CHICAGO — Musings, observations and the occasional insight from round one of the 2015 NFL draft, a surprisingly uneventful affair held for the first time at the Auditorium Theater, a few very long spirals away from Soldier Field in the Windy City:
• So much for that sneaky Tennessee smokescreen. Turns out, Ken Whisenhunt and his Titans really did love Oregon quarterback Marcus Mariota, just like he consistently avowed for most of the past five or six weeks. Because if Tennessee wasn’t swayed by the package Philadelphia reportedly offered for the No. 2 slot Thursday night—and I thought go-for-broke Eagles coach Chip Kelly was way out of bounds throwing the Liberty Bell into the trade talks—nothing was ever going to deter the Titans from their quest of finding themselves a franchise passer, as they proved by keeping their No. 2 pick and taking Mariota with it.
Without a doubt, the Titans listened to the Eagles long and hard, but even with Philly reportedly dangling two first-round picks, a third-rounder, veterans Sam Bradford, Fletcher Cox, Brandon Boykin, Mychal Kendricks and more, (and Kelly later denied any players were ever proffered),Tennessee wasn’t budging.
And it absolutely shouldn’t have. In the NFL as it is currently constituted, you either have your answer at quarterback or you have no chance, and the Titans have been firmly in the former category for most of their post-Steve McNair era.
That’s why I never quite understood the supposition that said Whisenhunt was ready to go to war with only the lightly experienced Zach Mettenberger as his starting quarterback this season. Mettenberger is a heck of a name to have in your pocket if you’re playing a game of Scrabble, but if you plan on winning a bunch of games in the NFL, it’s not enough to have him playing the game’s most pivotal position.
Remember, Whisenhunt knows better than most NFL head coaches the thin, thin line of demarcation between being a successful (almost Super Bowl-winning) head coach and a guy on the firing line, who ends up having to take a step back to the offensive coordinator position. And to no great surprise, quality quarterbacking (see: Warner, Kurt, and Rivers, Philip), is the difference maker. When Whisenhunt was running the likes of Kevin Kolb, John Skelton, Max Hall and Derek Anderson out there in Arizona, he wasn’t quite wearing the offensive genius label he once sported in the desert.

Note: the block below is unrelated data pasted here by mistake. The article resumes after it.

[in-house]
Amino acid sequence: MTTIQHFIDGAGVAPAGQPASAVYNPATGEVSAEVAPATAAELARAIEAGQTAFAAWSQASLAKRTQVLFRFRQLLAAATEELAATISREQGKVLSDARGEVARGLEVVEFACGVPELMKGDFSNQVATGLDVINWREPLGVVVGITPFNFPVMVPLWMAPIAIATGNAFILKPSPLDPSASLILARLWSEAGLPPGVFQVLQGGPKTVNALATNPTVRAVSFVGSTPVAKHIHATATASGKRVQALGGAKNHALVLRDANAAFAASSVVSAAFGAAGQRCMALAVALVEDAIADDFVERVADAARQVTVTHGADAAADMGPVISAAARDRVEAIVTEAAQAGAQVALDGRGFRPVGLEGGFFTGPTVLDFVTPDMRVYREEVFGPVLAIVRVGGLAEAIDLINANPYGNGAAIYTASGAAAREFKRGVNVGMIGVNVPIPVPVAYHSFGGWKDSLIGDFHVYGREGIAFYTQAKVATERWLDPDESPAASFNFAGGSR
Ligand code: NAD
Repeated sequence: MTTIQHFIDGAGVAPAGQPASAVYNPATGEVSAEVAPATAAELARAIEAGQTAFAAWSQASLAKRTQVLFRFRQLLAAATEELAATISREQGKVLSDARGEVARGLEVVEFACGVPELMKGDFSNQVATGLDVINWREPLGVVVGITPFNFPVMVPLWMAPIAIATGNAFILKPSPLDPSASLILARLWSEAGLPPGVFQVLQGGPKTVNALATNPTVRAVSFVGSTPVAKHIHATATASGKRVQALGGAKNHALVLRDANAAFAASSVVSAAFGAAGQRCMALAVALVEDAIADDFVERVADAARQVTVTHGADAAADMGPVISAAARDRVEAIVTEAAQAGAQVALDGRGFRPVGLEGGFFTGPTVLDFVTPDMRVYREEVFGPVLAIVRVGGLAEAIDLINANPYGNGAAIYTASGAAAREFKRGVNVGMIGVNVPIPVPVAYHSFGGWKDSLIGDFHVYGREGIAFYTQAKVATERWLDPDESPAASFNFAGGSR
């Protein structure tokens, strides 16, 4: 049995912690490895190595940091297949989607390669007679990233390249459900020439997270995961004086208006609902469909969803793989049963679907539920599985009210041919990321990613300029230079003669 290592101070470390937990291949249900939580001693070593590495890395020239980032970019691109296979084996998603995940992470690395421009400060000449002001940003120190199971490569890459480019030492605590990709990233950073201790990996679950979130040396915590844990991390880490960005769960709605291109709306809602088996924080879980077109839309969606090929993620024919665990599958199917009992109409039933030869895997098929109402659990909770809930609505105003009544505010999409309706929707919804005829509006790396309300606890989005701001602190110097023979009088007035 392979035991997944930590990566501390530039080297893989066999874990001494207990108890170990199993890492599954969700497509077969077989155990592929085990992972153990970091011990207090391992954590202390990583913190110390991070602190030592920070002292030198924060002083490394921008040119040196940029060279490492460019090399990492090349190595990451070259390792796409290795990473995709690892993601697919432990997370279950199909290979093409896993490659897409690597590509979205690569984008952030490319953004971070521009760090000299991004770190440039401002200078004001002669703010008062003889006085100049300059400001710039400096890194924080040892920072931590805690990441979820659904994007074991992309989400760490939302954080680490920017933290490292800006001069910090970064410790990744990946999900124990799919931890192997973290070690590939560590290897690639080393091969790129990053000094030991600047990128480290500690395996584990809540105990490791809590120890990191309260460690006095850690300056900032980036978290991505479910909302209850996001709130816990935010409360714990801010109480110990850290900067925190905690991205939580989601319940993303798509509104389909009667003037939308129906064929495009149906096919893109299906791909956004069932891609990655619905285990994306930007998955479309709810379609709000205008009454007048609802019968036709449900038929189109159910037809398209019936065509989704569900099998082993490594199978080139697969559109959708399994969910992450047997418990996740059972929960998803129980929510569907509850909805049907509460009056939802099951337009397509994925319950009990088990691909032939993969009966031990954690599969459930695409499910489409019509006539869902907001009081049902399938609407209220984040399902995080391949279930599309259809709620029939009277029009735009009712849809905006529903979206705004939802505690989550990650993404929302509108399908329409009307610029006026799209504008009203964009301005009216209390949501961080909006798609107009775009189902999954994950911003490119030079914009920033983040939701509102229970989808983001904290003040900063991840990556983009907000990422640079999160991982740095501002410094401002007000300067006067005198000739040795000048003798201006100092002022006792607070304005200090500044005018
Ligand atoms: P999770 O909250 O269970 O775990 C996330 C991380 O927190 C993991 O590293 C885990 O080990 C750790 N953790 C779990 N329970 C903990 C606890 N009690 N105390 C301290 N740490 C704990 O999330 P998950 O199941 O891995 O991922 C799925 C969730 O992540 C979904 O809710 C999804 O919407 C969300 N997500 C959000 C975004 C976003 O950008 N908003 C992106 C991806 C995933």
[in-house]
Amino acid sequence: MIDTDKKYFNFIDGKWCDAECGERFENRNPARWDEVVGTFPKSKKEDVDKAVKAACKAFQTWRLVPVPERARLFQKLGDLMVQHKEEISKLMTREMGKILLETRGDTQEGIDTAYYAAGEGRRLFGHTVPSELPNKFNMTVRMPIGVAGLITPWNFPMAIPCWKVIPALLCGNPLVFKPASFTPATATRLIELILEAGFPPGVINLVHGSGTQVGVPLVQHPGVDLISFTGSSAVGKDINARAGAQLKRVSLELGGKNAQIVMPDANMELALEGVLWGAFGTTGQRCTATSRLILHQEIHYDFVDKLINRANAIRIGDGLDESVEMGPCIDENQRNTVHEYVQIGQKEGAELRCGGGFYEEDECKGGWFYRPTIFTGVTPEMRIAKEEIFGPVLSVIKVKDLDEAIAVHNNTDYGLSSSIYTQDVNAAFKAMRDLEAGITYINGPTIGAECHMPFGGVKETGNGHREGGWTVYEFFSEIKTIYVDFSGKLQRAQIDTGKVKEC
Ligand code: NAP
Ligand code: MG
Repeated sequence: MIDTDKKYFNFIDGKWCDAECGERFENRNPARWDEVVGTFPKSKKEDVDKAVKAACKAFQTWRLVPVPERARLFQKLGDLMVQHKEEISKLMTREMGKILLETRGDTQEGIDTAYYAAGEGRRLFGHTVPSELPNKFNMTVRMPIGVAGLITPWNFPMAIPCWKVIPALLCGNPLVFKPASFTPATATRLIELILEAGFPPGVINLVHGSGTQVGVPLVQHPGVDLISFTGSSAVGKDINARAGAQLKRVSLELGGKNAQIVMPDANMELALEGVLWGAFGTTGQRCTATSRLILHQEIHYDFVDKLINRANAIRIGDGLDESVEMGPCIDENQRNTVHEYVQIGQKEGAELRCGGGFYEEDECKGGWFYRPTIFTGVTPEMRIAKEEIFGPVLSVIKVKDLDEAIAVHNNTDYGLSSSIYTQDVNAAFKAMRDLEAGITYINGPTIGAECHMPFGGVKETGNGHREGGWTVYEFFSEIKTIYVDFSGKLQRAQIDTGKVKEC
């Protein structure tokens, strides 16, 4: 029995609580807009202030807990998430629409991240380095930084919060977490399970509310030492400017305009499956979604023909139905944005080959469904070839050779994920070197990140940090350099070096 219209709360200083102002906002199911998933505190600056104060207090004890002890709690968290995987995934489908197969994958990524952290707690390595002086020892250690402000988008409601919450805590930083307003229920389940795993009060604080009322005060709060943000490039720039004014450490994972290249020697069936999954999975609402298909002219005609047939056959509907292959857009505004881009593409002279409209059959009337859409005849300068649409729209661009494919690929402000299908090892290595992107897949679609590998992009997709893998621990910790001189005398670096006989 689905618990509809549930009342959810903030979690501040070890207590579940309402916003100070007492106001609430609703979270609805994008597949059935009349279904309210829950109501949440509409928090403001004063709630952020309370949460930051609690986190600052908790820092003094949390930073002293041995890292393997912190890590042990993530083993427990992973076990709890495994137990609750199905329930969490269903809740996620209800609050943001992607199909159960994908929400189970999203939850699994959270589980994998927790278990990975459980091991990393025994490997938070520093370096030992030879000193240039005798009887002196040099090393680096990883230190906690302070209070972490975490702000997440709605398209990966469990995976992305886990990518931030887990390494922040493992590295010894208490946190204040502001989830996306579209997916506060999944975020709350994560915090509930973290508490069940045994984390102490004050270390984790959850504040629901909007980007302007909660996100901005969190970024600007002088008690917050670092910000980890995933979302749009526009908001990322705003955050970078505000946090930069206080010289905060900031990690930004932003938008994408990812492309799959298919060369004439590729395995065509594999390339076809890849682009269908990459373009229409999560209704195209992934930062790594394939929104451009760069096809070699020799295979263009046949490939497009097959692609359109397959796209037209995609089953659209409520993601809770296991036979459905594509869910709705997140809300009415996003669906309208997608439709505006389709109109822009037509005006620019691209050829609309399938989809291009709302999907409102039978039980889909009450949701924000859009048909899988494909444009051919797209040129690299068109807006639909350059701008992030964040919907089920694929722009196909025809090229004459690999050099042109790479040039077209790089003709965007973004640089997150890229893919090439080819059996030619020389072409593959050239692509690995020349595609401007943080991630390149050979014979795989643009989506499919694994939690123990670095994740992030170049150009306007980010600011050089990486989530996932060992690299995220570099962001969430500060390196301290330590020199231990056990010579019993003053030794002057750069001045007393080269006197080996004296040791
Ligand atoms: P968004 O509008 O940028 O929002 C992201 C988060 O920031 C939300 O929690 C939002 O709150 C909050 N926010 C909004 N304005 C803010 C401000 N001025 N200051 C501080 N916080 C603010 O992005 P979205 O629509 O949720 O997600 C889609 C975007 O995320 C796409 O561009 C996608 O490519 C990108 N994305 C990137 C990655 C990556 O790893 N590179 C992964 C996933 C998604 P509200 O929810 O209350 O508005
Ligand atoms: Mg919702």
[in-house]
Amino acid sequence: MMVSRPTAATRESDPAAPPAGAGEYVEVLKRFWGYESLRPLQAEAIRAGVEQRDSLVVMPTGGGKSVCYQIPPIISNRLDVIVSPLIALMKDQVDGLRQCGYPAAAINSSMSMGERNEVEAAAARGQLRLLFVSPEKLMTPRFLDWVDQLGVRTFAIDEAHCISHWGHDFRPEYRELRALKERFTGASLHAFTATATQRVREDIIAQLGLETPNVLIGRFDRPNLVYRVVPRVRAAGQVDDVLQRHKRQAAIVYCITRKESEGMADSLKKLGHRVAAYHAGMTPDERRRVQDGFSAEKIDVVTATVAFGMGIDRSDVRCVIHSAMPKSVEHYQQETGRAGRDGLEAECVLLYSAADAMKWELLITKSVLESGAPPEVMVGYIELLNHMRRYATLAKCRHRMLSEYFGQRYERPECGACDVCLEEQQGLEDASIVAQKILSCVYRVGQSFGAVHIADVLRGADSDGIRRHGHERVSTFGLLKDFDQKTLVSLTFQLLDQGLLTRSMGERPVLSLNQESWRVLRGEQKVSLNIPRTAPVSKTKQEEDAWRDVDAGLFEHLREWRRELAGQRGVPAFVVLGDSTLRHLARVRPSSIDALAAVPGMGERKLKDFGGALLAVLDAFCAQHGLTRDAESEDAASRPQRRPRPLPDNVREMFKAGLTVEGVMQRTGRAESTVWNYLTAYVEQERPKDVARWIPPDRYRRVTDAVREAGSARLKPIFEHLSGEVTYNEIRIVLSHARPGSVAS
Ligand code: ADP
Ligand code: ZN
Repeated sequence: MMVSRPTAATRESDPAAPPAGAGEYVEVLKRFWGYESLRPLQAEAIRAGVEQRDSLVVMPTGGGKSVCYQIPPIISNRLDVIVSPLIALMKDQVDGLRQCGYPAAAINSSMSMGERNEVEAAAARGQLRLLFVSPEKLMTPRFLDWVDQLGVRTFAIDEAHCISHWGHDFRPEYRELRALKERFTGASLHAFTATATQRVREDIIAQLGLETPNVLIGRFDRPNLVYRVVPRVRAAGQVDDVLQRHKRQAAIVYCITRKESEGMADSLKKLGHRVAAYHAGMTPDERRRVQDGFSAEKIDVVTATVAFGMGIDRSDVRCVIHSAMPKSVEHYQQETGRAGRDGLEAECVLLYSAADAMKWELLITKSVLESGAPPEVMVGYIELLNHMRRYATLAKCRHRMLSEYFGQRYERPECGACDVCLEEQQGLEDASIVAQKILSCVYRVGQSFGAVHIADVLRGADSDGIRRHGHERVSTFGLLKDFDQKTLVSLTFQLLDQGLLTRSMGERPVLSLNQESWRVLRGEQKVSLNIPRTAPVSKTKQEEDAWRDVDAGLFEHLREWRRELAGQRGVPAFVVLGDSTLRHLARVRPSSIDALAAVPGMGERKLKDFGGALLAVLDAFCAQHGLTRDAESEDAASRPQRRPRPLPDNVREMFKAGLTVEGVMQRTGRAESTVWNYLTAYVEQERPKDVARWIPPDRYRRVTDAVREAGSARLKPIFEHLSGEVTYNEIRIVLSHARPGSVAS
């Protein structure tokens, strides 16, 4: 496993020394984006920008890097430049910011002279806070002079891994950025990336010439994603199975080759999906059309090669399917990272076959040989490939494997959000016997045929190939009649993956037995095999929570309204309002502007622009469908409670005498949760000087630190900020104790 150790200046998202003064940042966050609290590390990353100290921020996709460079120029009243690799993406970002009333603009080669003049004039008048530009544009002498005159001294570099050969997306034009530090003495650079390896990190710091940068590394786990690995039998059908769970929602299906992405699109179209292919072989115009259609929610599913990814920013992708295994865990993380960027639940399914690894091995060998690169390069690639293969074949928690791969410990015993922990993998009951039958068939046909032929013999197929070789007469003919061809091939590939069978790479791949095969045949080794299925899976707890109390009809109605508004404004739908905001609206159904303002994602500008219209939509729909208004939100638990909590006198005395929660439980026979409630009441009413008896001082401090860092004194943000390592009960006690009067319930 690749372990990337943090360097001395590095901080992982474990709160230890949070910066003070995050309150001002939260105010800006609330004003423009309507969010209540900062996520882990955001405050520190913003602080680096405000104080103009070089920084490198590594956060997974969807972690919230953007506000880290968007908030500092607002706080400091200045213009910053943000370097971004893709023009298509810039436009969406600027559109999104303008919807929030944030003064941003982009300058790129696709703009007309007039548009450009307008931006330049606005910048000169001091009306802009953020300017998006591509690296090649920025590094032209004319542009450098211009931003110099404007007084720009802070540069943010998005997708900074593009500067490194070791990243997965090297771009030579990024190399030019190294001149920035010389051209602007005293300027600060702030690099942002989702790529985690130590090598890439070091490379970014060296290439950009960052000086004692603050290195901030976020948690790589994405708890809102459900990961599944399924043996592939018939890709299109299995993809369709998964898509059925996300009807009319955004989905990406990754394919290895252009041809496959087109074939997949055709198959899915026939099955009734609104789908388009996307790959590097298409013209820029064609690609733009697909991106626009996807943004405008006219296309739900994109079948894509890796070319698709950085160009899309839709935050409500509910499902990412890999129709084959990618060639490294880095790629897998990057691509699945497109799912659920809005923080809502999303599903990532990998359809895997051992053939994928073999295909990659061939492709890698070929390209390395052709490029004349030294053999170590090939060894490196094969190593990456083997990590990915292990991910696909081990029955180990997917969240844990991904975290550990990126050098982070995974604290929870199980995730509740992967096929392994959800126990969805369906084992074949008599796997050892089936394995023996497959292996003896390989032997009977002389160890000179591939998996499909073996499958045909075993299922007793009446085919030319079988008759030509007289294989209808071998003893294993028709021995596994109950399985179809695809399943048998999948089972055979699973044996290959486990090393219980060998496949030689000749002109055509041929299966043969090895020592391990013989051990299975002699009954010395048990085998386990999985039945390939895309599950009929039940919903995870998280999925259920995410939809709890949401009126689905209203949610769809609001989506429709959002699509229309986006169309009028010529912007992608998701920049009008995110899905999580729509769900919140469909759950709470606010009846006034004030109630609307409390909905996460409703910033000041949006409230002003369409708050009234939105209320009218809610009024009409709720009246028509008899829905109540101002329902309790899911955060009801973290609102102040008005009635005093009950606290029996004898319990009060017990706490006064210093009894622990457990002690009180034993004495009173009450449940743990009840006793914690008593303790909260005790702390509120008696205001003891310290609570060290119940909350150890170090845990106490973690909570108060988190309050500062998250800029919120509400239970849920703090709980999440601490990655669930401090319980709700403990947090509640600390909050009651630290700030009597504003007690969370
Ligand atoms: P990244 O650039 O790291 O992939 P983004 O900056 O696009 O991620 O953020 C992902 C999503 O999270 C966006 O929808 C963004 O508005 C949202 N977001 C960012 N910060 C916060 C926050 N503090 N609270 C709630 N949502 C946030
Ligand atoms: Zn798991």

So once the Titans had a conviction that Mariota was a quarterback they could win with and build around, nothing should have convinced them otherwise to deal the pick. No matter what bounty Philadelphia offered, Tennessee couldn’t be assured of using any of the selections it acquired to land an elite quarterback. And in that case, you seize the opportunity when it’s before you, and don’t get too cute in trying to live for tomorrow. Who’s to say Whisenhunt and staff would have even been around to try their luck in the quarterback derby again in next year’s draft, if another dismal season unfolded in Nashville in 2015?
Whisenhunt tried to tell us in March, saying, “All I know is that if you have that quarterback, it can cover up a lot of areas where you may be more deficient in," he said. "Coaches get a lot better with a good quarterback, as I well know. That’s the question with us, the one we’re going through. I’m not diminishing Zach, but I’m also not going to overlook that there’s two pretty good players out there in this draft.
"What you said about [leaning toward the] quarterback at No. 2 is true. The way it seems to go in this league, very seldom do you get a quarterback later in the draft who can have the type of impact like some of these guys like Andrew Luck and others. And it’s hard to get up there. If you’re not up there and you’re in the middle of the draft and trying to get up, it costs you a lot from the standpoint of what you have to give up."
It would have cost the Eagles a ton to get up to No. 2 to select Mariota, the obvious object of Kelly’s desire, but it might have cost the Titans even more in the long run had they passed on the quarterback they think could revive their moribund franchise. But Tennessee didn’t blink, and now Whisenhunt has his guy. In a related development, the Titans may again have a chance in the AFC South.
• The Bucs didn’t really bluff anyone in the pre-draft process either. They signaled their intention to take Florida State quarterback Jameis Winston at No. 1 for the past two months or so, and then they followed through and didn’t let any late trade offers send them in a different direction.
I’m not quite sold on the match of Winston’s maturity level and the temptations that can come with life in the Tampa Bay area—it’s where I grew up, so I have a little history to draw on here—but the Bucs seem completely convinced that they have found their savior. I like that head coach Lovie Smith and former Bucs great Derrick Brooks are steadying forces and will be there to help guide Winston through the early stages of his career. But the vast bulk of the work is up to Winston, and he starts without much benefit of the doubt.